At the international arrivals gate at Calgary International Airport, Ahmadullah Yaqoobi paced back and forth Friday morning, carrying three bouquets of flowers.


“For one daughter, another… and this is for my wife,” he beamed.

He hasn’t seen his family since his sudden departure from Afghanistan about three years ago.

As a government worker, he was one of over 40,000 refugees fleeing violence under the Taliban takeover in 2021. His youngest daughter was only ten days old.

“(They) told me you can bring your family after three months, four months…” said Yaqoobi.  “But I don’t have a choice because Afghanistan, for me, was very difficult.”

Click to play video: 'Calgarians who lived and worked in Afghanistan raise awareness about Taliban'

Calgarians who lived and worked in Afghanistan raise awareness about Taliban

One by one, 333 refugees stepped through the international gates around 8 a.m. Yaqoobi arrived hours before.

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The newcomers were greeted by Calgary Catholic Immigration Society, offering immediate medical support, food and shelter to the tired travelers.

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About 40 of the new arrivals will stay in Calgary, while the rest move on to destinations across Canada.

“Housing is still the number one challenge because of the crisis we are facing in Calgary,” said Fatima Mansouri, the resettlement assistant program manager with CCIS.

“I would say because of the experience we have and the relationship we established with some management companies and landlords over the years, I feel confident that in a timely manner we can find accommodation for all the clients.”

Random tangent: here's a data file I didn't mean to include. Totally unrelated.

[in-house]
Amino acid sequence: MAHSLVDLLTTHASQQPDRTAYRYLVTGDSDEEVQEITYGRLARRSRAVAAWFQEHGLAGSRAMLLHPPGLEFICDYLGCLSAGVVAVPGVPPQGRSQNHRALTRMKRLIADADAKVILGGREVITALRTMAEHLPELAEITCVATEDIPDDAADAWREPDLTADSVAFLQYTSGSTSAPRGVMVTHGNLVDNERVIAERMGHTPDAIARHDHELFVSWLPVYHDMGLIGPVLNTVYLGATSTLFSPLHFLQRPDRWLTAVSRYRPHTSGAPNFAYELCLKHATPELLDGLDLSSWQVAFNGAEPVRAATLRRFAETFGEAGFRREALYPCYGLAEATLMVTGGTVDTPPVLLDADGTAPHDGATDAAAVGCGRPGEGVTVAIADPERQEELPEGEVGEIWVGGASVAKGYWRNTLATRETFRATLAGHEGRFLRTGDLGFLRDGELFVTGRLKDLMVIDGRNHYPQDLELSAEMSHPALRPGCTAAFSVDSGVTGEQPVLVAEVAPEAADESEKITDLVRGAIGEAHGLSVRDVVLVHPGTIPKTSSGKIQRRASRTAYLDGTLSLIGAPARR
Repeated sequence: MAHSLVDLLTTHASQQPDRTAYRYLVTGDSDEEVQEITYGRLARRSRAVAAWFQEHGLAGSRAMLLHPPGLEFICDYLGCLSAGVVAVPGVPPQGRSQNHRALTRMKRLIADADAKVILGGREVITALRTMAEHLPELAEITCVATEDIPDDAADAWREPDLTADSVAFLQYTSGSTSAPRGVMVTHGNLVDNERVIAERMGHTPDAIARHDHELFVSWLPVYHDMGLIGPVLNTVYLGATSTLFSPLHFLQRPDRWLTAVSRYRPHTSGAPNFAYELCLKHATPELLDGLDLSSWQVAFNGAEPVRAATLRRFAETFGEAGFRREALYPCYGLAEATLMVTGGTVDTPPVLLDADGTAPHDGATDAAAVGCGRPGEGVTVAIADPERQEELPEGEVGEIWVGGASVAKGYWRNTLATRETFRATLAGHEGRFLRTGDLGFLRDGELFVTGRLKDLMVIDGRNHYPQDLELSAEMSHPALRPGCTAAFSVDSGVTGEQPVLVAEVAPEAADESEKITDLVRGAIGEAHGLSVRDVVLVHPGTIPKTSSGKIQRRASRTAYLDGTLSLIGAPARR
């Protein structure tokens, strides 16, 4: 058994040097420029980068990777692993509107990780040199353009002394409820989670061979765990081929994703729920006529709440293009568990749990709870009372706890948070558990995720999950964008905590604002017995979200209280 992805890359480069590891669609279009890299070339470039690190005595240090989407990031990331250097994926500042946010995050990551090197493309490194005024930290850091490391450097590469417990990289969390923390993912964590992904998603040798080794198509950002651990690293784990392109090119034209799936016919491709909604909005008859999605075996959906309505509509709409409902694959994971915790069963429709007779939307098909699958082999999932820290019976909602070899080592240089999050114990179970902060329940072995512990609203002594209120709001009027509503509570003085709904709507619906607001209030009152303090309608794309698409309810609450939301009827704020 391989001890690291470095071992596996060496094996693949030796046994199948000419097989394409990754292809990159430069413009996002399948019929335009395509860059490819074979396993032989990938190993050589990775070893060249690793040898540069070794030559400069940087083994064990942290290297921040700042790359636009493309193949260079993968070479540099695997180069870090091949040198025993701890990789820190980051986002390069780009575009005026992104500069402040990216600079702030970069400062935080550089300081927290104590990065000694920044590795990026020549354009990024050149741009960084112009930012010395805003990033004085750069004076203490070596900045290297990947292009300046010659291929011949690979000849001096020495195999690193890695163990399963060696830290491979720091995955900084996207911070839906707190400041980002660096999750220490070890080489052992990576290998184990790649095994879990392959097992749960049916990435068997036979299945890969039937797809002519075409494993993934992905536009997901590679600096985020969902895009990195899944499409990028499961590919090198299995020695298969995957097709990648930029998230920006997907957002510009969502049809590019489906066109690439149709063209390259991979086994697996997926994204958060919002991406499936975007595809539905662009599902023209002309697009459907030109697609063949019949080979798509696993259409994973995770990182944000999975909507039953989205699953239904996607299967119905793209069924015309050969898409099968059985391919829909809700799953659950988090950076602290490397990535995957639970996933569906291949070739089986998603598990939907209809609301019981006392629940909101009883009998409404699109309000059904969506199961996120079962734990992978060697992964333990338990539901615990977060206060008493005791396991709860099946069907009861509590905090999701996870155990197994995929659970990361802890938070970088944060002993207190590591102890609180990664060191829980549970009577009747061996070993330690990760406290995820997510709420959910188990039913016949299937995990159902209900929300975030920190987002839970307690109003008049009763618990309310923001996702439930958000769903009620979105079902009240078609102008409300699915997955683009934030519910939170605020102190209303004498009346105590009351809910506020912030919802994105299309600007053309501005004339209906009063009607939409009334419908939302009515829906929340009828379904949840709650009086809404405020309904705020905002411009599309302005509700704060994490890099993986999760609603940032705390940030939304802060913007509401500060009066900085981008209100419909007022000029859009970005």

In honour of International Women’s Day, CCIS is also handing out flowers for women and daughters. It’s an offer of hope, respect and the promise of a new beginning in a country where their rights, voices and contributions are valued and celebrated.

“Over the years, any refugee that comes to a new country is to ensure safety for their family,” said Mansouri. “But also, education is the main reason for a lot of people.”

“In Afghanistan, daughters don’t go to school,” added Yaqoobi. “Now, my daughter coming here can go to school.

“My family is free and can go everyplace. I am very happy for that.”

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And happy is likely an understatement to describe this tearful reunion. Yaqoobi ran to meet his wife and daughters as they exited the gate, for a long-awaited embrace.

His newborn daughter is now three. The other is six. Both are eager to start life as a family with a bright Canadian future.

Click to play video: 'Refugees from Afghanistan begin to arrive in Edmonton and Calgary'

Refugees from Afghanistan begin to arrive in Edmonton and Calgary

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